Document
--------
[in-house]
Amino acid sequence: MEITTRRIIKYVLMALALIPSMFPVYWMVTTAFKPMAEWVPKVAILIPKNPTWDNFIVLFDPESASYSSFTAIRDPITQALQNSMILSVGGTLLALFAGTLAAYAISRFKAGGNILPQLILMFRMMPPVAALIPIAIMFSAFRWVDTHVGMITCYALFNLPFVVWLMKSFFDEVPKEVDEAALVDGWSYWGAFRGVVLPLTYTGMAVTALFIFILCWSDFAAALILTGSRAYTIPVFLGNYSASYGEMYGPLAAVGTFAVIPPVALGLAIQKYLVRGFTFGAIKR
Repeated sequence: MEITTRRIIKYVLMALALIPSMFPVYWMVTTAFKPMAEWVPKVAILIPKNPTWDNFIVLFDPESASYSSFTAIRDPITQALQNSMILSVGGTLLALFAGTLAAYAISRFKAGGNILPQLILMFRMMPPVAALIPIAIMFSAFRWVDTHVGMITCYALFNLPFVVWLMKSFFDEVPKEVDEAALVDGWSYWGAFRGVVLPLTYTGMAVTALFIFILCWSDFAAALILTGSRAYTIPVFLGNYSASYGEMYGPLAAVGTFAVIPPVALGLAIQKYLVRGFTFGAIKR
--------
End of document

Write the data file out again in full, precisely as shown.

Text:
[in-house]
Amino acid sequence: MEITTRRIIKYVLMALALIPSMFPVYWMVTTAFKPMAEWVPKVAILIPKNPTWDNFIVLFDPESASYSSFTAIRDPITQALQNSMILSVGGTLLALFAGTLAAYAISRFKAGGNILPQLILMFRMMPPVAALIPIAIMFSAFRWVDTHVGMITCYALFNLPFVVWLMKSFFDEVPKEVDEAALVDGWSYWGAFRGVVLPLTYTGMAVTALFIFILCWSDFAAALILTGSRAYTIPVFLGNYSASYGEMYGPLAAVGTFAVIPPVALGLAIQKYLVRGFTFGAIKR
Repeated sequence: MEITTRRIIKYVLMALALIPSMFPVYWMVTTAFKPMAEWVPKVAILIPKNPTWDNFIVLFDPESASYSSFTAIRDPITQALQNSMILSVGGTLLALFAGTLAAYAISRFKAGGNILPQLILMFRMMPPVAALIPIAIMFSAFRWVDTHVGMITCYALFNLPFVVWLMKSFFDEVPKEVDEAALVDGWSYWGAFRGVVLPLTYTGMAVTALFIFILCWSDFAAALILTGSRAYTIPVFLGNYSASYGEMYGPLAAVGTFAVIPPVALGLAIQKYLVRGFTFGAIKR